Ask Dr. Su: How Long Should My Child Stay In A Car Seat?
The family car is an indispensable fact of life for most families, and car seats are essential to the safety of our smallest passengers. Dr. Su has safety tips to keep children safe during every car trip.
“Using safety measures correctly is a powerful way to protect our children in the car,” says Summit physician Dr. Edward Su. “Seat belts and child safety seats are designed to reduce injury during driving mishaps. These restraints contact the strongest parts of the body, spread crash forces over a wide area, help slow the body, and protect the brain and spinal cord.”
Child safety seats and booster seats are much safer for young children than seat belts alone. When children are properly secured, their risk of injury in a crash drops by up to 82 percent. Following safety guidelines can keep your children safe when you take them on the road.
Rear-facing child seats
“The SaferCar.gov website recommends rear-facing seats until a child is one year of age or weighs 20 lbs.,” says Dr. Su. “There can be a difference between legal car seat guidelines and the American Academy of Pediatrics (AAP) recommendations. As an example, the AAP recommends rear-facing seats until children are two years old, or until a child reaches the maximum limit for size and weight for the rear-facing seat. The height/weight limit specified for the safety seat—not the child’s age—should be your guideline. A very small two-year-old is not safe to ride facing forward just because he or she has celebrated a second birthday.”
Parents should never place a rear-facing infant seat in front of a passenger air bag. Children who have outgrown a rear-facing convertible car seat can ride facing forward, but should remain in a forward-facing child seat with a harness.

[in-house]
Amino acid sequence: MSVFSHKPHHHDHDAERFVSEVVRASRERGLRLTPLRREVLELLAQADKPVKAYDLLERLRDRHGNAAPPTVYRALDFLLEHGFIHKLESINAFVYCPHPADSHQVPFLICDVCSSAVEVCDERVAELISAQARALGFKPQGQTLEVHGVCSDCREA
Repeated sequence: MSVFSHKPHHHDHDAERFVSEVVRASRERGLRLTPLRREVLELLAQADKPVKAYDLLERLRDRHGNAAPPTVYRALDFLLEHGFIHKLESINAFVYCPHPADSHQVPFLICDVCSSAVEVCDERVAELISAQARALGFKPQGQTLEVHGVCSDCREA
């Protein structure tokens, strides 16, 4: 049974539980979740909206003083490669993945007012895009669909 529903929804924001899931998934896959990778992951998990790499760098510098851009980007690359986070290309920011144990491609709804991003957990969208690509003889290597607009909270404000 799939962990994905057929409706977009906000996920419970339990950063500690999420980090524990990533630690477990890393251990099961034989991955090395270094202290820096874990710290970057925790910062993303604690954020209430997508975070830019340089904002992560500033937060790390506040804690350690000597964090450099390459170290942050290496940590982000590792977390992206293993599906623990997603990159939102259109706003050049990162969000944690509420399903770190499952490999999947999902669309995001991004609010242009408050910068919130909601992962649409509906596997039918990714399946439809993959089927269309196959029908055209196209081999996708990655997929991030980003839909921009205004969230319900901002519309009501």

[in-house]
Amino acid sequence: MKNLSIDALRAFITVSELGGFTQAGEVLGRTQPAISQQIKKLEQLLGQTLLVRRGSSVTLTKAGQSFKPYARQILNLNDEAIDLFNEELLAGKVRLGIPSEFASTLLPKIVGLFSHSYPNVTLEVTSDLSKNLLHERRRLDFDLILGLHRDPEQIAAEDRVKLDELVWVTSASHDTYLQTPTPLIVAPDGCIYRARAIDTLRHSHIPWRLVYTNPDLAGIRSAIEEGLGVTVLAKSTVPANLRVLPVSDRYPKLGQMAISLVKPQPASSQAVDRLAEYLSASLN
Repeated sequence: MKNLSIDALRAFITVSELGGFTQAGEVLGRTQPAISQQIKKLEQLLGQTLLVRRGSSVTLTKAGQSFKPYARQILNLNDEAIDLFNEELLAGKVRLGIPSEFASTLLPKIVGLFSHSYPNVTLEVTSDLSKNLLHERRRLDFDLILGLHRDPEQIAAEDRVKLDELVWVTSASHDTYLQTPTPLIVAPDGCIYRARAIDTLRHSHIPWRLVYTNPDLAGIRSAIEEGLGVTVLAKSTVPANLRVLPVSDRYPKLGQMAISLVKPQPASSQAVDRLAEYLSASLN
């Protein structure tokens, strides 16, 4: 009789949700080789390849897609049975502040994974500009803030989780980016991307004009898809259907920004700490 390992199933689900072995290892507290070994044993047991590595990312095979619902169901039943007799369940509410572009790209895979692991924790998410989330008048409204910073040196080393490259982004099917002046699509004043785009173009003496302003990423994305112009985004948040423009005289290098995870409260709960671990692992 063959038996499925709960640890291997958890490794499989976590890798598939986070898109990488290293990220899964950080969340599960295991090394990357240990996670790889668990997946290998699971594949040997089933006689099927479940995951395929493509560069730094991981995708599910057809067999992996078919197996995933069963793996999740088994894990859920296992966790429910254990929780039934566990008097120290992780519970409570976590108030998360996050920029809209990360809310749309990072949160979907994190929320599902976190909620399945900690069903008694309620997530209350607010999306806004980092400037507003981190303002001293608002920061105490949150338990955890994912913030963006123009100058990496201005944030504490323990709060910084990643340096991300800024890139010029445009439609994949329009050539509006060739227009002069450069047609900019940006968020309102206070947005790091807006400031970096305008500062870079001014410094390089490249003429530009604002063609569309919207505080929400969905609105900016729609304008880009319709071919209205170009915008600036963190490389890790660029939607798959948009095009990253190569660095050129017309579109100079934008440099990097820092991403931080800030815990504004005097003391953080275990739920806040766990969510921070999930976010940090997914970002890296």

Car and booster seats
“Legally,” says Dr. Su, “the Minnesota Department of Public Safety website specifies that all children under age eight and under 4 feet 9 inches must ride in a federally approved car seat or booster seat. When children have outgrown their car seat, they should still ride in a belt-positioning booster seat until they can sit with their knees bent over the car seat cushion and their back against the seatback.”
“The seat belt should rest on the child’s chest, not his neck or face,” Dr. Su explains. “Keep in mind that some vehicles have the seat belts at different heights. We have three different cars, and we kept the booster seat in one car until our son was nine because the seat belt would otherwise have been crossing his neck. He was able to go in the other two cars without the booster seat at age eight. Even when older children are big enough to ride with a properly fitting seat belt, they should always ride in the back seat until they reach age 13.”
“Parents are often eager to transition the child to the next stage, and transition car seats based on age, rather than what fits the child,” says Dr. Su. “Transitioning a child between car seats is like transitioning between clothing sizes. You wouldn’t put a child into size 4 clothes just because of his or her fourth birthday. You buy size 4 when it really fits, whether at age three and a half or age four and a half. Smaller children should be in a rear-facing car seat longer than age two, while larger children may reach the maximum limit of the seat before their second birthday.”
When it comes to the number of sports your child plays, Dr. Pepin advises that more is better.
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